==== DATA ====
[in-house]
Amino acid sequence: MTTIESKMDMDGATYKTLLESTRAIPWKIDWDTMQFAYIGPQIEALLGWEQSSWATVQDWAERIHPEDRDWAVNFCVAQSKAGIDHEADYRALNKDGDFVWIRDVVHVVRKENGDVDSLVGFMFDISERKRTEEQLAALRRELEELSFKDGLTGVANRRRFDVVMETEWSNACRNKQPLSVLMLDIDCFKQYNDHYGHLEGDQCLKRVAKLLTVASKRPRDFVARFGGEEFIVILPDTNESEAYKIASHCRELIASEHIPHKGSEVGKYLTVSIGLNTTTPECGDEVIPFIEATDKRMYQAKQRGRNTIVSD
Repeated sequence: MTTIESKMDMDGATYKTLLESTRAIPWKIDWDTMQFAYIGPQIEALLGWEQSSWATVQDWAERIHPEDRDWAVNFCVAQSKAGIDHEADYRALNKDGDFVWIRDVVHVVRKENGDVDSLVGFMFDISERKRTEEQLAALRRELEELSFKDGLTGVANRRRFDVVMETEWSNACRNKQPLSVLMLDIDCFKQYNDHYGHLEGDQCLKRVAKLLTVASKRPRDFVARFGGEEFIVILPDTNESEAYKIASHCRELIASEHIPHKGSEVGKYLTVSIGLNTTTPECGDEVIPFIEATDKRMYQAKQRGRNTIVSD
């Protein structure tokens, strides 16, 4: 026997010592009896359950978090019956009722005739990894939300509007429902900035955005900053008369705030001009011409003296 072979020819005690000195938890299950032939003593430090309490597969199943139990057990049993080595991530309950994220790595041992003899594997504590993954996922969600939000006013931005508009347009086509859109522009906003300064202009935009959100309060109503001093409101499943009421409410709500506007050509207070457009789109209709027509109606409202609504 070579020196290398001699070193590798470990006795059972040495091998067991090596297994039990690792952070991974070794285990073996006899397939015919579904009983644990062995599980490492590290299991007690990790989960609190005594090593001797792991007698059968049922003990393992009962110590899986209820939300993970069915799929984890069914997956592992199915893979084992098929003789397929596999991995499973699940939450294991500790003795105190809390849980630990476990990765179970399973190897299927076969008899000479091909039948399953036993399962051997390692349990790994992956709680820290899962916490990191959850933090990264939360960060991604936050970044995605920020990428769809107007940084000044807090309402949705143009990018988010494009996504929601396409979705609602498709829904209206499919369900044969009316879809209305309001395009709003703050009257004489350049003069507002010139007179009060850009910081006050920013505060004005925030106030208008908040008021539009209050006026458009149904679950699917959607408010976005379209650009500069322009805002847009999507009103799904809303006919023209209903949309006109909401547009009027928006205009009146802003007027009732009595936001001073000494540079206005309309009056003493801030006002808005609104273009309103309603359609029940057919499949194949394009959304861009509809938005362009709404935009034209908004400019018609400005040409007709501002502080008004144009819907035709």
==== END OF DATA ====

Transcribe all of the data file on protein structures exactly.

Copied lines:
[in-house]
Amino acid sequence: MTTIESKMDMDGATYKTLLESTRAIPWKIDWDTMQFAYIGPQIEALLGWEQSSWATVQDWAERIHPEDRDWAVNFCVAQSKAGIDHEADYRALNKDGDFVWIRDVVHVVRKENGDVDSLVGFMFDISERKRTEEQLAALRRELEELSFKDGLTGVANRRRFDVVMETEWSNACRNKQPLSVLMLDIDCFKQYNDHYGHLEGDQCLKRVAKLLTVASKRPRDFVARFGGEEFIVILPDTNESEAYKIASHCRELIASEHIPHKGSEVGKYLTVSIGLNTTTPECGDEVIPFIEATDKRMYQAKQRGRNTIVSD
Repeated sequence: MTTIESKMDMDGATYKTLLESTRAIPWKIDWDTMQFAYIGPQIEALLGWEQSSWATVQDWAERIHPEDRDWAVNFCVAQSKAGIDHEADYRALNKDGDFVWIRDVVHVVRKENGDVDSLVGFMFDISERKRTEEQLAALRRELEELSFKDGLTGVANRRRFDVVMETEWSNACRNKQPLSVLMLDIDCFKQYNDHYGHLEGDQCLKRVAKLLTVASKRPRDFVARFGGEEFIVILPDTNESEAYKIASHCRELIASEHIPHKGSEVGKYLTVSIGLNTTTPECGDEVIPFIEATDKRMYQAKQRGRNTIVSD
């Protein structure tokens, strides 16, 4: 026997010592009896359950978090019956009722005739990894939300509007429902900035955005900053008369705030001009011409003296 072979020819005690000195938890299950032939003593430090309490597969199943139990057990049993080595991530309950994220790595041992003899594997504590993954996922969600939000006013931005508009347009086509859109522009906003300064202009935009959100309060109503001093409101499943009421409410709500506007050509207070457009789109209709027509109606409202609504 070579020196290398001699070193590798470990006795059972040495091998067991090596297994039990690792952070991974070794285990073996006899397939015919579904009983644990062995599980490492590290299991007690990790989960609190005594090593001797792991007698059968049922003990393992009962110590899986209820939300993970069915799929984890069914997956592992199915893979084992098929003789397929596999991995499973699940939450294991500790003795105190809390849980630990476990990765179970399973190897299927076969008899000479091909039948399953036993399962051997390692349990790994992956709680820290899962916490990191959850933090990264939360960060991604936050970044995605920020990428769809107007940084000044807090309402949705143009990018988010494009996504929601396409979705609602498709829904209206499919369900044969009316879809209305309001395009709003703050009257004489350049003069507002010139007179009060850009910081006050920013505060004005925030106030208008908040008021539009209050006026458009149904679950699917959607408010976005379209650009500069322009805002847009999507009103799904809303006919023209209903949309006109909401547009009027928006205009009146802003007027009732009595936001001073000494540079206005309309009056003493801030006002808005609104273009309103309603359609029940057919499949194949394009959304861009509809938005362009709404935009034209908004400019018609400005040409007709501002502080008004144009819907035709």